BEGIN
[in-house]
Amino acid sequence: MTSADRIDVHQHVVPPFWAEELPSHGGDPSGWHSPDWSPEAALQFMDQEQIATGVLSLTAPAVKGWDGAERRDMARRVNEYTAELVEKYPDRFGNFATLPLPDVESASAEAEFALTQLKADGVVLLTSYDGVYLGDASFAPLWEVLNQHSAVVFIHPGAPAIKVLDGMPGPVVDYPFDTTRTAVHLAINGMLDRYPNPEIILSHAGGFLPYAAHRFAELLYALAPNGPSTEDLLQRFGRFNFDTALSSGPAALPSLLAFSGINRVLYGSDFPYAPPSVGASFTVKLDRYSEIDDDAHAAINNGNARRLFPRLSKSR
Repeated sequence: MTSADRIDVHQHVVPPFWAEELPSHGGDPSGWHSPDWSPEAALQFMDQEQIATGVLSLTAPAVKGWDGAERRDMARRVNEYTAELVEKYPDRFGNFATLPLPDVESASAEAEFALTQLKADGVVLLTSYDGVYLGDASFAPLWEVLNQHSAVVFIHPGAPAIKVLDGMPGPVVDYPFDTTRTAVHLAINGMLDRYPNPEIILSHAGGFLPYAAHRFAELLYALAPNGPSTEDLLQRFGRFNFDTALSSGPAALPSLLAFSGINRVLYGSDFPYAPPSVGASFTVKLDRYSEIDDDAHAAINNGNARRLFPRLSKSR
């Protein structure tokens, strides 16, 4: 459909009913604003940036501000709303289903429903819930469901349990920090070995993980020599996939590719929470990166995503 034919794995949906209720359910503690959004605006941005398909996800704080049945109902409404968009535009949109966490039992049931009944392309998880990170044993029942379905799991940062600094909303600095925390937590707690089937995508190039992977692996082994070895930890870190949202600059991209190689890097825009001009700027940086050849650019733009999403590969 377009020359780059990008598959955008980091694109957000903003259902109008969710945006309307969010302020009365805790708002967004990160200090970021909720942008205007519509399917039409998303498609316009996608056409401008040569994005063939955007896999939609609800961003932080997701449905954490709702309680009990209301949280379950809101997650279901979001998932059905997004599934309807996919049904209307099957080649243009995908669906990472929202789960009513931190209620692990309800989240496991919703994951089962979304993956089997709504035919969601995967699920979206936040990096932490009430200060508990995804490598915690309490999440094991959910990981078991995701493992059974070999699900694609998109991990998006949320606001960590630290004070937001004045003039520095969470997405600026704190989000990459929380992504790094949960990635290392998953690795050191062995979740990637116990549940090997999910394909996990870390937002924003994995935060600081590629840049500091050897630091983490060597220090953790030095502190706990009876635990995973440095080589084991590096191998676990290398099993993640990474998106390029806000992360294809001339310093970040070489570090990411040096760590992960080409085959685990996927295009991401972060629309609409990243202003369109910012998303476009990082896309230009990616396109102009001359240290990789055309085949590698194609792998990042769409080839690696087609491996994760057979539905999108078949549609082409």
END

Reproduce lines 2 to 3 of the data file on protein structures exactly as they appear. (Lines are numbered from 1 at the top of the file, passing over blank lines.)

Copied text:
Amino acid sequence: MTSADRIDVHQHVVPPFWAEELPSHGGDPSGWHSPDWSPEAALQFMDQEQIATGVLSLTAPAVKGWDGAERRDMARRVNEYTAELVEKYPDRFGNFATLPLPDVESASAEAEFALTQLKADGVVLLTSYDGVYLGDASFAPLWEVLNQHSAVVFIHPGAPAIKVLDGMPGPVVDYPFDTTRTAVHLAINGMLDRYPNPEIILSHAGGFLPYAAHRFAELLYALAPNGPSTEDLLQRFGRFNFDTALSSGPAALPSLLAFSGINRVLYGSDFPYAPPSVGASFTVKLDRYSEIDDDAHAAINNGNARRLFPRLSKSR
Repeated sequence: MTSADRIDVHQHVVPPFWAEELPSHGGDPSGWHSPDWSPEAALQFMDQEQIATGVLSLTAPAVKGWDGAERRDMARRVNEYTAELVEKYPDRFGNFATLPLPDVESASAEAEFALTQLKADGVVLLTSYDGVYLGDASFAPLWEVLNQHSAVVFIHPGAPAIKVLDGMPGPVVDYPFDTTRTAVHLAINGMLDRYPNPEIILSHAGGFLPYAAHRFAELLYALAPNGPSTEDLLQRFGRFNFDTALSSGPAALPSLLAFSGINRVLYGSDFPYAPPSVGASFTVKLDRYSEIDDDAHAAINNGNARRLFPRLSKSR